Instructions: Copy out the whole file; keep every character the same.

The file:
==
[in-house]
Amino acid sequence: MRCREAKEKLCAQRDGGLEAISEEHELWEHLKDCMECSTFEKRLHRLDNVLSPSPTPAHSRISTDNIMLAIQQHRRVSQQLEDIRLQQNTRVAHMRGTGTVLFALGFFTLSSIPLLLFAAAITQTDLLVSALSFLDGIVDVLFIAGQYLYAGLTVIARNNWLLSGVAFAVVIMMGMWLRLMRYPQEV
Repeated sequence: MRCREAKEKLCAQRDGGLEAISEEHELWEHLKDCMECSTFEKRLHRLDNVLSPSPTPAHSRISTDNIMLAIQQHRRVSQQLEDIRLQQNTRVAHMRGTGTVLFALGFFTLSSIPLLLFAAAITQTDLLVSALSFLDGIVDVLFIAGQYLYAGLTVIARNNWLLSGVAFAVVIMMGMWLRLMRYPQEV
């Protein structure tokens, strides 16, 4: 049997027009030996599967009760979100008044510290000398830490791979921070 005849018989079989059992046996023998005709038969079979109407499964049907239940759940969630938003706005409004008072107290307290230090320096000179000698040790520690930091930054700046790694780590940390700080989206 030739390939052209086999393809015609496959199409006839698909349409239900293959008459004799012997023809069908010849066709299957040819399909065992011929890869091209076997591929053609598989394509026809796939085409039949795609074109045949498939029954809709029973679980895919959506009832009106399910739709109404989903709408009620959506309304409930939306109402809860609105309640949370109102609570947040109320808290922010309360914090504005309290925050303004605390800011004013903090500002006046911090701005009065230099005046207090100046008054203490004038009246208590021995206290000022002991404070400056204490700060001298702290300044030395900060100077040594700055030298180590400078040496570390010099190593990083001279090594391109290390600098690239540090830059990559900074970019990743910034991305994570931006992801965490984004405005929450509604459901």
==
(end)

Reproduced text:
[in-house]
Amino acid sequence: MRCREAKEKLCAQRDGGLEAISEEHELWEHLKDCMECSTFEKRLHRLDNVLSPSPTPAHSRISTDNIMLAIQQHRRVSQQLEDIRLQQNTRVAHMRGTGTVLFALGFFTLSSIPLLLFAAAITQTDLLVSALSFLDGIVDVLFIAGQYLYAGLTVIARNNWLLSGVAFAVVIMMGMWLRLMRYPQEV
Repeated sequence: MRCREAKEKLCAQRDGGLEAISEEHELWEHLKDCMECSTFEKRLHRLDNVLSPSPTPAHSRISTDNIMLAIQQHRRVSQQLEDIRLQQNTRVAHMRGTGTVLFALGFFTLSSIPLLLFAAAITQTDLLVSALSFLDGIVDVLFIAGQYLYAGLTVIARNNWLLSGVAFAVVIMMGMWLRLMRYPQEV
């Protein structure tokens, strides 16, 4: 049997027009030996599967009760979100008044510290000398830490791979921070 005849018989079989059992046996023998005709038969079979109407499964049907239940759940969630938003706005409004008072107290307290230090320096000179000698040790520690930091930054700046790694780590940390700080989206 030739390939052209086999393809015609496959199409006839698909349409239900293959008459004799012997023809069908010849066709299957040819399909065992011929890869091209076997591929053609598989394509026809796939085409039949795609074109045949498939029954809709029973679980895919959506009832009106399910739709109404989903709408009620959506309304409930939306109402809860609105309640949370109102609570947040109320808290922010309360914090504005309290925050303004605390800011004013903090500002006046911090701005009065230099005046207090100046008054203490004038009246208590021995206290000022002991404070400056204490700060001298702290300044030395900060100077040594700055030298180590400078040496570390010099190593990083001279090594391109290390600098690239540090830059990559900074970019990743910034991305994570931006992801965490984004405005929450509604459901």